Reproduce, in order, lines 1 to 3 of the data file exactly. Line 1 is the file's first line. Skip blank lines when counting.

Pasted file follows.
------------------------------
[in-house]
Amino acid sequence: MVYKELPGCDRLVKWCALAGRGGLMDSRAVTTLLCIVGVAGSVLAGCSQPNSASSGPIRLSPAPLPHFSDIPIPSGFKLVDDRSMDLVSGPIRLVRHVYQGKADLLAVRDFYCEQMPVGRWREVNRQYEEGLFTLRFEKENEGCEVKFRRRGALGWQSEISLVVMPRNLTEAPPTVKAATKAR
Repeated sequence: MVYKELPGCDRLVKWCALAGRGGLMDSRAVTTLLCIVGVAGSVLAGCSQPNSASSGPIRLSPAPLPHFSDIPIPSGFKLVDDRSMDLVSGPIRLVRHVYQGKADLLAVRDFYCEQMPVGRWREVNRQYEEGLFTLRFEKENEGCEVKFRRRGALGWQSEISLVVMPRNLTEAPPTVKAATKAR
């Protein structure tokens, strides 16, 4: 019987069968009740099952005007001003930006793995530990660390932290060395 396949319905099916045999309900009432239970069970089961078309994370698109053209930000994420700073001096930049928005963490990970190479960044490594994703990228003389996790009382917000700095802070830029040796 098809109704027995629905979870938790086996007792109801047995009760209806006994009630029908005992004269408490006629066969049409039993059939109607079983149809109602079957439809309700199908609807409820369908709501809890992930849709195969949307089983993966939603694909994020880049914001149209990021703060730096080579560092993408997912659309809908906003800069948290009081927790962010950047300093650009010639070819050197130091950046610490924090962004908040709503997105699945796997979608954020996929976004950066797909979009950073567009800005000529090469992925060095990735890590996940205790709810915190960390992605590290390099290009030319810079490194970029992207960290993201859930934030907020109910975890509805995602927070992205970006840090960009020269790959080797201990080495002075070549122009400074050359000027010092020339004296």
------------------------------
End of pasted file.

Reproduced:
[in-house]
Amino acid sequence: MVYKELPGCDRLVKWCALAGRGGLMDSRAVTTLLCIVGVAGSVLAGCSQPNSASSGPIRLSPAPLPHFSDIPIPSGFKLVDDRSMDLVSGPIRLVRHVYQGKADLLAVRDFYCEQMPVGRWREVNRQYEEGLFTLRFEKENEGCEVKFRRRGALGWQSEISLVVMPRNLTEAPPTVKAATKAR
Repeated sequence: MVYKELPGCDRLVKWCALAGRGGLMDSRAVTTLLCIVGVAGSVLAGCSQPNSASSGPIRLSPAPLPHFSDIPIPSGFKLVDDRSMDLVSGPIRLVRHVYQGKADLLAVRDFYCEQMPVGRWREVNRQYEEGLFTLRFEKENEGCEVKFRRRGALGWQSEISLVVMPRNLTEAPPTVKAATKAR